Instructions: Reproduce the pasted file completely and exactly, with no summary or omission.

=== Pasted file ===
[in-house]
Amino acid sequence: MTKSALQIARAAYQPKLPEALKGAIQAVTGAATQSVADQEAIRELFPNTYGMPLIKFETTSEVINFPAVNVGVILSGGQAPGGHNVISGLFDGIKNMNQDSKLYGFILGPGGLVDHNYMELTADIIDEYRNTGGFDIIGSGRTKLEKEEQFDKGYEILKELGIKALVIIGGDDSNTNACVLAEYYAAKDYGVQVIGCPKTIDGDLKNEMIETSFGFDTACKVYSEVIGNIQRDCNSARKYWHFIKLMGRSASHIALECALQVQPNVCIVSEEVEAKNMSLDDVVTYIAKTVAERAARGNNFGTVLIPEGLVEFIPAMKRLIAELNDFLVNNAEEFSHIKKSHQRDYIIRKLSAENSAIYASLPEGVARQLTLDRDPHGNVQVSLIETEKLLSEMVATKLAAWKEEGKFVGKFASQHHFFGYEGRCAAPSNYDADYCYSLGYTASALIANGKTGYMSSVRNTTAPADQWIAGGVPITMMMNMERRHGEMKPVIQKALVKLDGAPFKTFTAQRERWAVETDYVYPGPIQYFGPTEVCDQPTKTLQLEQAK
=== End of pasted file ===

[in-house]
Amino acid sequence: MTKSALQIARAAYQPKLPEALKGAIQAVTGAATQSVADQEAIRELFPNTYGMPLIKFETTSEVINFPAVNVGVILSGGQAPGGHNVISGLFDGIKNMNQDSKLYGFILGPGGLVDHNYMELTADIIDEYRNTGGFDIIGSGRTKLEKEEQFDKGYEILKELGIKALVIIGGDDSNTNACVLAEYYAAKDYGVQVIGCPKTIDGDLKNEMIETSFGFDTACKVYSEVIGNIQRDCNSARKYWHFIKLMGRSASHIALECALQVQPNVCIVSEEVEAKNMSLDDVVTYIAKTVAERAARGNNFGTVLIPEGLVEFIPAMKRLIAELNDFLVNNAEEFSHIKKSHQRDYIIRKLSAENSAIYASLPEGVARQLTLDRDPHGNVQVSLIETEKLLSEMVATKLAAWKEEGKFVGKFASQHHFFGYEGRCAAPSNYDADYCYSLGYTASALIANGKTGYMSSVRNTTAPADQWIAGGVPITMMMNMERRHGEMKPVIQKALVKLDGAPFKTFTAQRERWAVETDYVYPGPIQYFGPTEVCDQPTKTLQLEQAK